Preserving four percent of the ocean could protect most marine mammal species, study finds
Preserving just 4 percent of the ocean could protect crucial habitat for the vast majority of marine mammal species, from sea otters to blue whales, according to researchers at Stanford University and the National Autonomous University of Mexico. Their findings were published in the Aug. 16 edition of the Proceedings of the National Academy of Sciences.
"It's important to protect marine mammals if you want to keep the ocean's ecosystems functional," said study co-author Paul Ehrlich, professor of biology and senior fellow at the Woods Institute for the Environment at Stanford. "Many of them are top predators and have impacts all the way through the ecosystem. And they're also beautiful and interesting."
Mapping marine mammals
To pinpoint areas of the ocean where conservation could protect the maximum number of species and the ones most vulnerable to extinction, the researchers overlaid maps of where each marine mammal species is found. Their composite map revealed locations with the highest "species richness" the highest number of different species.
"This is the first time that the global distribution of marine mammal richness has been compiled and presented as a map," said co-authors Sandra Pompa and Gerardo Ceballos of the National Autonomous University of Mexico. "The most surprising and interesting result was that all of the species can be represented in only 20 critical conservation locations that cover at least 10 percent of the species' geographic range."
The researchers identified the 20 conservation sites based on three main criteria: how many species were present, how severe the risk of extinction was for each species and whether any of the species were unique to the area. The scientists also considered habitats of special importance to marine mammals, such as breeding grounds and migration routes.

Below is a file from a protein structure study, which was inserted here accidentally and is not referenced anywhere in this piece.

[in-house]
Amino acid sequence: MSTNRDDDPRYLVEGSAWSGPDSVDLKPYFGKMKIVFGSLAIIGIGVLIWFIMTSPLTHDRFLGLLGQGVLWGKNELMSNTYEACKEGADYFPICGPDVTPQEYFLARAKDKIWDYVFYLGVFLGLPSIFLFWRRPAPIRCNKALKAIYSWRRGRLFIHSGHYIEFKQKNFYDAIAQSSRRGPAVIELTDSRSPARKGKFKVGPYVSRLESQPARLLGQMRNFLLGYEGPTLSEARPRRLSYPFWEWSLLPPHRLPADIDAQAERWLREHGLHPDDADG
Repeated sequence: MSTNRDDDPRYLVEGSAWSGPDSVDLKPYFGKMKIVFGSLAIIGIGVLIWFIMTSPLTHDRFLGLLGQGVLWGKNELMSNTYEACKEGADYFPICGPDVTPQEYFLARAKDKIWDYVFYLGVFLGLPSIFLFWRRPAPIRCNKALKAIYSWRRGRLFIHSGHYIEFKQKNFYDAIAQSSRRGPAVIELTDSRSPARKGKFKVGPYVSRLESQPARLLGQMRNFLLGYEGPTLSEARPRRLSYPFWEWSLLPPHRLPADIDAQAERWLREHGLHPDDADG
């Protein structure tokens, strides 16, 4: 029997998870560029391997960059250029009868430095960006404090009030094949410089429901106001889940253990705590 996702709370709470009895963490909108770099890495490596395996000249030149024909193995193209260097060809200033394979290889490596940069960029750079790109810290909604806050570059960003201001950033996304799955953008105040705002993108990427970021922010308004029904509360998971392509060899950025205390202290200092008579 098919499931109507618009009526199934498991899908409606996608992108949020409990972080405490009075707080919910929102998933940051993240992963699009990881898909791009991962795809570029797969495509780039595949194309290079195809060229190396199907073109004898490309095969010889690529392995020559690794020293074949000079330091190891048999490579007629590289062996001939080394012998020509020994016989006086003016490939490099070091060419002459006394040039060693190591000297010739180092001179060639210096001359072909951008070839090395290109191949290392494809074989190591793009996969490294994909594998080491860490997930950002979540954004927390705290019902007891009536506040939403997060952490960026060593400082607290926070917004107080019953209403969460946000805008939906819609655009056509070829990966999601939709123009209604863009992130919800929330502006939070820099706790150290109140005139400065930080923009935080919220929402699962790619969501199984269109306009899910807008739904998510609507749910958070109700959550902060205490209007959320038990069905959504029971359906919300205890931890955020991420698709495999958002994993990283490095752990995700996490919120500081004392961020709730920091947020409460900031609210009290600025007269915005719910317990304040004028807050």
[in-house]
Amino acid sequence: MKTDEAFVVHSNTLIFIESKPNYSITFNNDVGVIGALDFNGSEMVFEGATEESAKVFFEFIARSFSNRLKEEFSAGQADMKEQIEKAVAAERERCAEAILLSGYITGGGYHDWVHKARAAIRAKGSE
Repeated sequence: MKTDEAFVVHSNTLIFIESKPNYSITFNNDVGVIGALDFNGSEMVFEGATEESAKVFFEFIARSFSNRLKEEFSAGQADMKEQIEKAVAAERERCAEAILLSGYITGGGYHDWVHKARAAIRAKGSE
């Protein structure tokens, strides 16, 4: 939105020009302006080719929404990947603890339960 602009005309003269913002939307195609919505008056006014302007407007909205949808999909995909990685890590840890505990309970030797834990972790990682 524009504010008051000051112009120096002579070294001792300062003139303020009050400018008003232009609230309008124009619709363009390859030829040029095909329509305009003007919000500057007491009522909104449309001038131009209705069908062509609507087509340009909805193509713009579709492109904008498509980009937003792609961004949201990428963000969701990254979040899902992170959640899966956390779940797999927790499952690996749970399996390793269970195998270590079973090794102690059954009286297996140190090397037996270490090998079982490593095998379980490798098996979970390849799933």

Nine key sites
It turned out that preserving just nine of the 20 conservation sites would protect habitat for 84 percent of all marine mammal species on Earth, the scientists found. That's because those nine locations have very high species richness, providing habitat for 108 marine mammal species in all.
These nine sites, which make up only 4 percent of the world's ocean, are located off the coasts of Baja California in Mexico, eastern Canada, Peru, Argentina, northwestern Africa, South Africa, Japan, Australia and New Zealand, the study reported.
The researchers also looked at how pollution, local climate disruption and commercial shipping overlapped with species richness in or near the nine key sites. "At least 70 percent of the richness areas coincide with regions highly impacted by humans," said Pompa and Ceballos. "This is powerful information that obliges us to enhance marine conservation."
Factoring in other impacts, such as overfishing and global climate change, would likely reveal even more negative effects on the nine conservation sites, the authors said.
"The next 2 billion people we're going to add to the planet are going to do much more damage to the ocean than the previous 2 billion did," said Ehrlich, president of the Stanford Center for Conservation Biology. "Humans reach for the low-hanging fruit first, so to speak, but for the ocean that's gone now."
While nine of the conservation sites harbor numerous marine mammal species, the remaining 11 sites boast species found nowhere else. Preserving these areas is important, because species that live exclusively in one place may be at especially high risk for extinction, the authors said. For example, the critically endangered vaquita, or gulf porpoise, lives only in the upper northern Gulf of California, and only a few hundred individuals remain, the researchers noted.
"We need to conserve what's left of the biota of the planet, both on land and in the sea," said Ehrlich. "We need to know where the biodiversity is before we can take many of the necessary steps to conserve it. This is just a start on the mammals of the sea."